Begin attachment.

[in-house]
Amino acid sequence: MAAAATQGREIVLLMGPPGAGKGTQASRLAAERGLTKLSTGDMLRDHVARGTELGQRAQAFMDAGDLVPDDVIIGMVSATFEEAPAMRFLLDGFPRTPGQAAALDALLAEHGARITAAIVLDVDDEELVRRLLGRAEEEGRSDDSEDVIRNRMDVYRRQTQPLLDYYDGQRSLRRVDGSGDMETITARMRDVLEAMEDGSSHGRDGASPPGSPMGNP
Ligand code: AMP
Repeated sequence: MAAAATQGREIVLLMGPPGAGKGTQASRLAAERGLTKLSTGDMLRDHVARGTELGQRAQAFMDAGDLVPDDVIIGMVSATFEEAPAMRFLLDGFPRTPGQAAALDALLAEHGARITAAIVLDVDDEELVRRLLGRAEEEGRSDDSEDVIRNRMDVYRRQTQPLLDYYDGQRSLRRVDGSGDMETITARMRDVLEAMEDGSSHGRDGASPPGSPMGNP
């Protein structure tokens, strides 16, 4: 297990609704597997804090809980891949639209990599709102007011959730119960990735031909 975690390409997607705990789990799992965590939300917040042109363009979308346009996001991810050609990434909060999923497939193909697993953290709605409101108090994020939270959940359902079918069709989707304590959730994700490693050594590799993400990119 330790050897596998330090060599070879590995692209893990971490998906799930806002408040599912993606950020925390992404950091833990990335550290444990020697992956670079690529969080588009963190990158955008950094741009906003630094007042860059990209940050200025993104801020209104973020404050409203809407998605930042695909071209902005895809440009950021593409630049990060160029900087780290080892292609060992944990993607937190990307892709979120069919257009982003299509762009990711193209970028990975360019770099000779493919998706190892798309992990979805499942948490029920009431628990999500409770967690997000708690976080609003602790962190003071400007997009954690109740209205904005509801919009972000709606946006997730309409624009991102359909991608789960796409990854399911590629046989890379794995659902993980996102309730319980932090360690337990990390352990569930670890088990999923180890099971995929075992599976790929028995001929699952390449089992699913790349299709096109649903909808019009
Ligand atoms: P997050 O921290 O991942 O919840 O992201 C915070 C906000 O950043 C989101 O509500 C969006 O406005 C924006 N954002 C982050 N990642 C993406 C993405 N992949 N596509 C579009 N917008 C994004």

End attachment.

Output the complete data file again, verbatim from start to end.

[in-house]
Amino acid sequence: MAAAATQGREIVLLMGPPGAGKGTQASRLAAERGLTKLSTGDMLRDHVARGTELGQRAQAFMDAGDLVPDDVIIGMVSATFEEAPAMRFLLDGFPRTPGQAAALDALLAEHGARITAAIVLDVDDEELVRRLLGRAEEEGRSDDSEDVIRNRMDVYRRQTQPLLDYYDGQRSLRRVDGSGDMETITARMRDVLEAMEDGSSHGRDGASPPGSPMGNP
Ligand code: AMP
Repeated sequence: MAAAATQGREIVLLMGPPGAGKGTQASRLAAERGLTKLSTGDMLRDHVARGTELGQRAQAFMDAGDLVPDDVIIGMVSATFEEAPAMRFLLDGFPRTPGQAAALDALLAEHGARITAAIVLDVDDEELVRRLLGRAEEEGRSDDSEDVIRNRMDVYRRQTQPLLDYYDGQRSLRRVDGSGDMETITARMRDVLEAMEDGSSHGRDGASPPGSPMGNP
């Protein structure tokens, strides 16, 4: 297990609704597997804090809980891949639209990599709102007011959730119960990735031909 975690390409997607705990789990799992965590939300917040042109363009979308346009996001991810050609990434909060999923497939193909697993953290709605409101108090994020939270959940359902079918069709989707304590959730994700490693050594590799993400990119 330790050897596998330090060599070879590995692209893990971490998906799930806002408040599912993606950020925390992404950091833990990335550290444990020697992956670079690529969080588009963190990158955008950094741009906003630094007042860059990209940050200025993104801020209104973020404050409203809407998605930042695909071209902005895809440009950021593409630049990060160029900087780290080892292609060992944990993607937190990307892709979120069919257009982003299509762009990711193209970028990975360019770099000779493919998706190892798309992990979805499942948490029920009431628990999500409770967690997000708690976080609003602790962190003071400007997009954690109740209205904005509801919009972000709606946006997730309409624009991102359909991608789960796409990854399911590629046989890379794995659902993980996102309730319980932090360690337990990390352990569930670890088990999923180890099971995929075992599976790929028995001929699952390449089992699913790349299709096109649903909808019009
Ligand atoms: P997050 O921290 O991942 O919840 O992201 C915070 C906000 O950043 C989101 O509500 C969006 O406005 C924006 N954002 C982050 N990642 C993406 C993405 N992949 N596509 C579009 N917008 C994004």